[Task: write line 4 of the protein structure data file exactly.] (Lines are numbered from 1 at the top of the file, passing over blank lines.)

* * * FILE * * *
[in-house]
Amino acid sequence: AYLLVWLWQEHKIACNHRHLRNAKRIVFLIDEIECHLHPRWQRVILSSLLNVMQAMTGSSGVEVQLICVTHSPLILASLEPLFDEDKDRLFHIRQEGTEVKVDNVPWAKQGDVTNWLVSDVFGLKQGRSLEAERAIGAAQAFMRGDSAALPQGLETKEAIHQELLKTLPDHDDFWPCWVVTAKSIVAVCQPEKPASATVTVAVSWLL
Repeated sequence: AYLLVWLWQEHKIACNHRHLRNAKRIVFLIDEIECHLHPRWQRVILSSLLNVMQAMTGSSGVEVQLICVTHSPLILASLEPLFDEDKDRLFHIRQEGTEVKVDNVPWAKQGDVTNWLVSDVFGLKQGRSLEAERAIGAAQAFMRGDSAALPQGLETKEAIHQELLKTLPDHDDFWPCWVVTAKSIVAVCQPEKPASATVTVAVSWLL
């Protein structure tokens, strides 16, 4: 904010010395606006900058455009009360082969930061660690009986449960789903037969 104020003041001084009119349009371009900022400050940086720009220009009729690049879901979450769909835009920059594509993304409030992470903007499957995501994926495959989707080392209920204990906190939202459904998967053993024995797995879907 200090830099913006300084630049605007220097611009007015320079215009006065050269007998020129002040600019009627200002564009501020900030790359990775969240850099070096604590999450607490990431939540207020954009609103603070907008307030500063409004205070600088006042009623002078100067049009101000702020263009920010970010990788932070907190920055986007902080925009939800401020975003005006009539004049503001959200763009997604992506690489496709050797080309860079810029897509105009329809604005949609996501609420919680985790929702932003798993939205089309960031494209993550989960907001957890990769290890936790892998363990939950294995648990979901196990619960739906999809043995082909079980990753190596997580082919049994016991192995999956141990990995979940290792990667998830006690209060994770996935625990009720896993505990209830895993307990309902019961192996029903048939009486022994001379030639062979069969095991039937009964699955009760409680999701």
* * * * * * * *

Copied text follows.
């Protein structure tokens, strides 16, 4: 904010010395606006900058455009009360082969930061660690009986449960789903037969 104020003041001084009119349009371009900022400050940086720009220009009729690049879901979450769909835009920059594509993304409030992470903007499957995501994926495959989707080392209920204990906190939202459904998967053993024995797995879907 200090830099913006300084630049605007220097611009007015320079215009006065050269007998020129002040600019009627200002564009501020900030790359990775969240850099070096604590999450607490990431939540207020954009609103603070907008307030500063409004205070600088006042009623002078100067049009101000702020263009920010970010990788932070907190920055986007902080925009939800401020975003005006009539004049503001959200763009997604992506690489496709050797080309860079810029897509105009329809604005949609996501609420919680985790929702932003798993939205089309960031494209993550989960907001957890990769290890936790892998363990939950294995648990979901196990619960739906999809043995082909079980990753190596997580082919049994016991192995999956141990990995979940290792990667998830006690209060994770996935625990009720896993505990209830895993307990309902019961192996029903048939009486022994001379030639062979069969095991039937009964699955009760409680999701």